The baroquely —and unnecessarily— tortuous and hyperbureaucratic process to demand a Recall Referendum against president Maduro hits a bit of a milestone today: July 26th is the deadline for the CNE to finally certify whether it was able to validate the already verified signatures from 1% of voters and advance to the next stage of the process.
You might think that’s good news. You might think we’re now ready to move on to the next stage in the process, where CNE sets up signature collection posts throughout the country and 20% of registered voters have to come forward to officially demand a recall.
But if you seriously think Tibisay Lucena is going set a date for that all-important 20% signature collection process today…you have another think coming.
Of course CNE wouldn’t do that, that would be too damn sensible. Why save time when wasting time is the heart of your job description?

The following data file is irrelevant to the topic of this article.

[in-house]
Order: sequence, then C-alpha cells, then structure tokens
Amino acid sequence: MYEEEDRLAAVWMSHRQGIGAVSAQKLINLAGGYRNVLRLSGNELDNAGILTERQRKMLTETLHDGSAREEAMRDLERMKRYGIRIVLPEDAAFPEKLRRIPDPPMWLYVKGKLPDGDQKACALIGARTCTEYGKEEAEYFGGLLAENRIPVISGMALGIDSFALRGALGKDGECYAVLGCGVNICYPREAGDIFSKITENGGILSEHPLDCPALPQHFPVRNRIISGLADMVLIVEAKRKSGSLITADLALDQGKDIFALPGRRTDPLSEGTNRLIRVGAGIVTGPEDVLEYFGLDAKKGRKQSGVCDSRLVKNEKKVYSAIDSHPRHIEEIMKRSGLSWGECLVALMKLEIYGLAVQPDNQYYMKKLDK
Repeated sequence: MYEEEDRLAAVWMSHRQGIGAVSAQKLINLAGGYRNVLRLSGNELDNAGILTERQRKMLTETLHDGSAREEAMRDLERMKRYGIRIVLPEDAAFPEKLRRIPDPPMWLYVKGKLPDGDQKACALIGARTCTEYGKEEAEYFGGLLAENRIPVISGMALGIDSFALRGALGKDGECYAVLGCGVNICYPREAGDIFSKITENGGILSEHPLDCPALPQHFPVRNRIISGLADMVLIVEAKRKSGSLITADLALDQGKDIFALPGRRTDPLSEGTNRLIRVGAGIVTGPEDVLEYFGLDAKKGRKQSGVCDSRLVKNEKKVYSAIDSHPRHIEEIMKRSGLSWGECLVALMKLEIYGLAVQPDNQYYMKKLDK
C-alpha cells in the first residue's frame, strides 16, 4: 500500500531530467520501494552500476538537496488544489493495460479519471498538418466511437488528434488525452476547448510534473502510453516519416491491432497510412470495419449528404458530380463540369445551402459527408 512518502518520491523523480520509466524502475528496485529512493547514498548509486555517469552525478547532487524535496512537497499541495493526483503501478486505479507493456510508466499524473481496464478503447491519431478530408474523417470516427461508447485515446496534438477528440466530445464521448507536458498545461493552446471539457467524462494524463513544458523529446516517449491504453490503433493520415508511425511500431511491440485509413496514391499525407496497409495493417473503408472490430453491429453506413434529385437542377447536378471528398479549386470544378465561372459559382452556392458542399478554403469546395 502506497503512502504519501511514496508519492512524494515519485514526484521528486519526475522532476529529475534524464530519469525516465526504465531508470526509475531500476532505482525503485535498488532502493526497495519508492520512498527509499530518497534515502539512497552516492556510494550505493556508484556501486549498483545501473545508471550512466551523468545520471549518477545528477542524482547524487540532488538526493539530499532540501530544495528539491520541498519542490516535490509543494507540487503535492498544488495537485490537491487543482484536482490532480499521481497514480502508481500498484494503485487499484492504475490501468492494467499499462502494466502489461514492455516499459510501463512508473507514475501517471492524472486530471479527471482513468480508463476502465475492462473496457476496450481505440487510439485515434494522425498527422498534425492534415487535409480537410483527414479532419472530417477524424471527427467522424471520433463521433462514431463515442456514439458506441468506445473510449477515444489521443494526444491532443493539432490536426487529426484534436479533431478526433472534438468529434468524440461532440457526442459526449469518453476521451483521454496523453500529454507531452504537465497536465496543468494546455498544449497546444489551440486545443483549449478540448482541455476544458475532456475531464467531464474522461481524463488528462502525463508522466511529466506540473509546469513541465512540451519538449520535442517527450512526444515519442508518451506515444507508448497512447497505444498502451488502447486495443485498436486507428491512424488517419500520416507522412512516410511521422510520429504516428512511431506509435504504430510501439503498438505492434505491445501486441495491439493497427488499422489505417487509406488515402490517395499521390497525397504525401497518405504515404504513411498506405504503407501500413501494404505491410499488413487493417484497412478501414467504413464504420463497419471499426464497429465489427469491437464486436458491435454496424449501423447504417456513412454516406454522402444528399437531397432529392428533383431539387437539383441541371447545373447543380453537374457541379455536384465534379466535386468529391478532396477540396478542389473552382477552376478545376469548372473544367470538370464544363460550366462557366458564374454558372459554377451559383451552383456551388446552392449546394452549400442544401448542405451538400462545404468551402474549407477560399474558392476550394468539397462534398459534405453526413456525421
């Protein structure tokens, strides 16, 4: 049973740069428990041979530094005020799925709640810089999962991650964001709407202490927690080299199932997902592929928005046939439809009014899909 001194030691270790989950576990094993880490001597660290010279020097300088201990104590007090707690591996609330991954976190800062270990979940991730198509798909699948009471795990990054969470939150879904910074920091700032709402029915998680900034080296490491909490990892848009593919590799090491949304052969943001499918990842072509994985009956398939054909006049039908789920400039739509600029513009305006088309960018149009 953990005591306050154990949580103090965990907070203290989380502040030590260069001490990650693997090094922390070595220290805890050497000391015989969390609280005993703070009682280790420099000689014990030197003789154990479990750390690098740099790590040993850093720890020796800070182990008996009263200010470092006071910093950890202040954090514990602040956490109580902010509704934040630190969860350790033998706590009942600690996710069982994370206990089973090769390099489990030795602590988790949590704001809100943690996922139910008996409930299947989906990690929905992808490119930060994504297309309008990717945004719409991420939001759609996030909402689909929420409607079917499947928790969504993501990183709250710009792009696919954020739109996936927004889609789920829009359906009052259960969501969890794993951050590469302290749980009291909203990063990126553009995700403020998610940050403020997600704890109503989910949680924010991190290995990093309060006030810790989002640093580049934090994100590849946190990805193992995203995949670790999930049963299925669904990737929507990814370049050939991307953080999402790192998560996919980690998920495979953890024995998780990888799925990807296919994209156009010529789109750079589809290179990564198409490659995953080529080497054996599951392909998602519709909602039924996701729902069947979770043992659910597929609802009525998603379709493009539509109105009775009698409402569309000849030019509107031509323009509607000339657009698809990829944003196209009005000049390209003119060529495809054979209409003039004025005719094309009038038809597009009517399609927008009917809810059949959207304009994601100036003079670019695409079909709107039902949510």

Instead, CNE will likely announce that the opposition coalition, MUD, as the organization that organized the previous 1% signature drive, does indeed legitimately represent enough voters to officially petition, formally, in writing, for CNE to convoke the next stage in the process. Once that written communication is received, CNE then has 15 calendar days to consider it. (I’m not making any of this up — they are.)
And after officially replying to this formal written request, CNE has another five working (not calendar) days to set a date for the 20% signature collection. It could, in other words, be the second half of August before a date is even announced for the 20% collection.
After signatures are collected, CNE must hold the recall vote within 90 days. So for the recall to be called before January 10th — the 4th year in Maduro’s term — the 20% signature collection has to be carried out before October 10th.
Will it be?
I strongly suspect only one person’s opinion counts in this regard. And that person’s name rhymes with Sandino Roques.